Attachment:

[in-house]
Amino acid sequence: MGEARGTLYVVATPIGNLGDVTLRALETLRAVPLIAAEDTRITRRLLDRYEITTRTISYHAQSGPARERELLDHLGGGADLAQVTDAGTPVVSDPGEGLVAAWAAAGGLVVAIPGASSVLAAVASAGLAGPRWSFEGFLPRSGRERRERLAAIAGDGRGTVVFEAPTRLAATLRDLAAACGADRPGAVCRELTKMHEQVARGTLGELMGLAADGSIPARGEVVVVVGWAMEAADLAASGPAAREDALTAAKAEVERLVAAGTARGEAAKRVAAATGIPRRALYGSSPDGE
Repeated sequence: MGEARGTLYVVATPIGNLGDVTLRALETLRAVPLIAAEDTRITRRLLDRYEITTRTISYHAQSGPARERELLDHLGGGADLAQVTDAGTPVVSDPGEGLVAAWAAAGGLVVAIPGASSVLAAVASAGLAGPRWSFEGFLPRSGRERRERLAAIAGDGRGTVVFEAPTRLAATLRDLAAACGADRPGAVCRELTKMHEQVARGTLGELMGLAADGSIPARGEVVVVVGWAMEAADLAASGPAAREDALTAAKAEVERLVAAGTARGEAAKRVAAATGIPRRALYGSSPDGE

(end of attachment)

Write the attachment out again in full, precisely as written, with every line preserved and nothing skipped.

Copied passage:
[in-house]
Amino acid sequence: MGEARGTLYVVATPIGNLGDVTLRALETLRAVPLIAAEDTRITRRLLDRYEITTRTISYHAQSGPARERELLDHLGGGADLAQVTDAGTPVVSDPGEGLVAAWAAAGGLVVAIPGASSVLAAVASAGLAGPRWSFEGFLPRSGRERRERLAAIAGDGRGTVVFEAPTRLAATLRDLAAACGADRPGAVCRELTKMHEQVARGTLGELMGLAADGSIPARGEVVVVVGWAMEAADLAASGPAAREDALTAAKAEVERLVAAGTARGEAAKRVAAATGIPRRALYGSSPDGE
Repeated sequence: MGEARGTLYVVATPIGNLGDVTLRALETLRAVPLIAAEDTRITRRLLDRYEITTRTISYHAQSGPARERELLDHLGGGADLAQVTDAGTPVVSDPGEGLVAAWAAAGGLVVAIPGASSVLAAVASAGLAGPRWSFEGFLPRSGRERRERLAAIAGDGRGTVVFEAPTRLAATLRDLAAACGADRPGAVCRELTKMHEQVARGTLGELMGLAADGSIPARGEVVVVVGWAMEAADLAASGPAAREDALTAAKAEVERLVAAGTARGEAAKRVAAATGIPRRALYGSSPDGE